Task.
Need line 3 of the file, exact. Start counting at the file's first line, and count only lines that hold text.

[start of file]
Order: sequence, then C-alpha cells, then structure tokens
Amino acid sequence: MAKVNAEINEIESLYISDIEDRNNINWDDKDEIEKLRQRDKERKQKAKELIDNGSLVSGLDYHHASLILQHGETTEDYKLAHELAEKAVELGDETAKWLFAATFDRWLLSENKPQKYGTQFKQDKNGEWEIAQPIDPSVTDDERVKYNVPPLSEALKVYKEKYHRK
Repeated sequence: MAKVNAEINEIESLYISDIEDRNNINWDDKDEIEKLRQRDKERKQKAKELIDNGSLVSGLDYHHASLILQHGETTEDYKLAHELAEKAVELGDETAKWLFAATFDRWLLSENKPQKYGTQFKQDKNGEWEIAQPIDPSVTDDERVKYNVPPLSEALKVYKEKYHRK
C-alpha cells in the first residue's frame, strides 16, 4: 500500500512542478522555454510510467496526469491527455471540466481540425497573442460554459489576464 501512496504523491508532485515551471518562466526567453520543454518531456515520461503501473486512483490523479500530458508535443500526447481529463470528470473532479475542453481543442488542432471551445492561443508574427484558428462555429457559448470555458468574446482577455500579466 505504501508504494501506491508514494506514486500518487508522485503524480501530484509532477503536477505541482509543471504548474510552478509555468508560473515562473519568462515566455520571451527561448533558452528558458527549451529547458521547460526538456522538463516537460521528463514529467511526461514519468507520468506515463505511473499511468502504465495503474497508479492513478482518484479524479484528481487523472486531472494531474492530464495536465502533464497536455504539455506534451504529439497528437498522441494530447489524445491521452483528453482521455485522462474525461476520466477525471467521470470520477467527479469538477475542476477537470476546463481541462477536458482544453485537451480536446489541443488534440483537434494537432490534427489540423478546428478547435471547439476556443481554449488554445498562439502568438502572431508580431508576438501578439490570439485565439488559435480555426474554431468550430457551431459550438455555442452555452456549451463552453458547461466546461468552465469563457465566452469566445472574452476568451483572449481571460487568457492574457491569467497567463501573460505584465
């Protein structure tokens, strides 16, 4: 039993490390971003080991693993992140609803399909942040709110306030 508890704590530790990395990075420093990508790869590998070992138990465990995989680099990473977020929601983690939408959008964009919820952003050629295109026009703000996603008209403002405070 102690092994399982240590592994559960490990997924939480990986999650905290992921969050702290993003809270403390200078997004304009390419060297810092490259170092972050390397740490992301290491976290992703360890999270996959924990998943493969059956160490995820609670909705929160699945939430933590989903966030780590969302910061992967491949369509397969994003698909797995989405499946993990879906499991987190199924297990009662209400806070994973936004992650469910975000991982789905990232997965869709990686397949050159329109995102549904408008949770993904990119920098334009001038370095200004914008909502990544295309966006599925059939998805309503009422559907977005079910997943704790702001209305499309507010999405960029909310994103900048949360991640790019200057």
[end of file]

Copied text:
Repeated sequence: MAKVNAEINEIESLYISDIEDRNNINWDDKDEIEKLRQRDKERKQKAKELIDNGSLVSGLDYHHASLILQHGETTEDYKLAHELAEKAVELGDETAKWLFAATFDRWLLSENKPQKYGTQFKQDKNGEWEIAQPIDPSVTDDERVKYNVPPLSEALKVYKEKYHRK